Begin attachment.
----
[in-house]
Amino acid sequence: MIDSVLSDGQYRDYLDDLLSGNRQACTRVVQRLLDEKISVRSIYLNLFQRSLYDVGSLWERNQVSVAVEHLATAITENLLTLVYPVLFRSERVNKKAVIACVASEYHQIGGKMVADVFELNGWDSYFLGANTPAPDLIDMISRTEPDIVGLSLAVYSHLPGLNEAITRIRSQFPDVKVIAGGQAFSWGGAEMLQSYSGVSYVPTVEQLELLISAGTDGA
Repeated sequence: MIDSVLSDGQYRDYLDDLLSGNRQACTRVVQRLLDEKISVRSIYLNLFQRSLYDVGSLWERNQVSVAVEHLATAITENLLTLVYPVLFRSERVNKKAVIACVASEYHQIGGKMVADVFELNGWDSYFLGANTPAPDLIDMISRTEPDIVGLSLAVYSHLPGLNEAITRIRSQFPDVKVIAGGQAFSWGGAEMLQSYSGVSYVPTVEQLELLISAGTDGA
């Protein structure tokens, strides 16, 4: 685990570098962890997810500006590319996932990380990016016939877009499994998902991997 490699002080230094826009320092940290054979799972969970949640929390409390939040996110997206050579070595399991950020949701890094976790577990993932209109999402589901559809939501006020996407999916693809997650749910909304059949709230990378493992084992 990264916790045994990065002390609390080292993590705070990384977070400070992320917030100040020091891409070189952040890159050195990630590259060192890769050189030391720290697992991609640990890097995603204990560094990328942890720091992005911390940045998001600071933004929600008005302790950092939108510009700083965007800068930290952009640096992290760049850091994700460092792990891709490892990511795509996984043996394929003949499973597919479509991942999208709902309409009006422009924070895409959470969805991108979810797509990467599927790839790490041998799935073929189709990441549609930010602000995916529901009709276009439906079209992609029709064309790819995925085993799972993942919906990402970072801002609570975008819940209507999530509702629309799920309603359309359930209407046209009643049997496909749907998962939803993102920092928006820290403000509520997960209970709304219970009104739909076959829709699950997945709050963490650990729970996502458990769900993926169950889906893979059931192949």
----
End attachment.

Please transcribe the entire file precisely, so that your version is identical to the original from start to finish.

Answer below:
[in-house]
Amino acid sequence: MIDSVLSDGQYRDYLDDLLSGNRQACTRVVQRLLDEKISVRSIYLNLFQRSLYDVGSLWERNQVSVAVEHLATAITENLLTLVYPVLFRSERVNKKAVIACVASEYHQIGGKMVADVFELNGWDSYFLGANTPAPDLIDMISRTEPDIVGLSLAVYSHLPGLNEAITRIRSQFPDVKVIAGGQAFSWGGAEMLQSYSGVSYVPTVEQLELLISAGTDGA
Repeated sequence: MIDSVLSDGQYRDYLDDLLSGNRQACTRVVQRLLDEKISVRSIYLNLFQRSLYDVGSLWERNQVSVAVEHLATAITENLLTLVYPVLFRSERVNKKAVIACVASEYHQIGGKMVADVFELNGWDSYFLGANTPAPDLIDMISRTEPDIVGLSLAVYSHLPGLNEAITRIRSQFPDVKVIAGGQAFSWGGAEMLQSYSGVSYVPTVEQLELLISAGTDGA
């Protein structure tokens, strides 16, 4: 685990570098962890997810500006590319996932990380990016016939877009499994998902991997 490699002080230094826009320092940290054979799972969970949640929390409390939040996110997206050579070595399991950020949701890094976790577990993932209109999402589901559809939501006020996407999916693809997650749910909304059949709230990378493992084992 990264916790045994990065002390609390080292993590705070990384977070400070992320917030100040020091891409070189952040890159050195990630590259060192890769050189030391720290697992991609640990890097995603204990560094990328942890720091992005911390940045998001600071933004929600008005302790950092939108510009700083965007800068930290952009640096992290760049850091994700460092792990891709490892990511795509996984043996394929003949499973597919479509991942999208709902309409009006422009924070895409959470969805991108979810797509990467599927790839790490041998799935073929189709990441549609930010602000995916529901009709276009439906079209992609029709064309790819995925085993799972993942919906990402970072801002609570975008819940209507999530509702629309799920309603359309359930209407046209009643049997496909749907998962939803993102920092928006820290403000509520997960209970709304219970009104739909076959829709699950997945709050963490650990729970996502458990769900993926169950889906893979059931192949």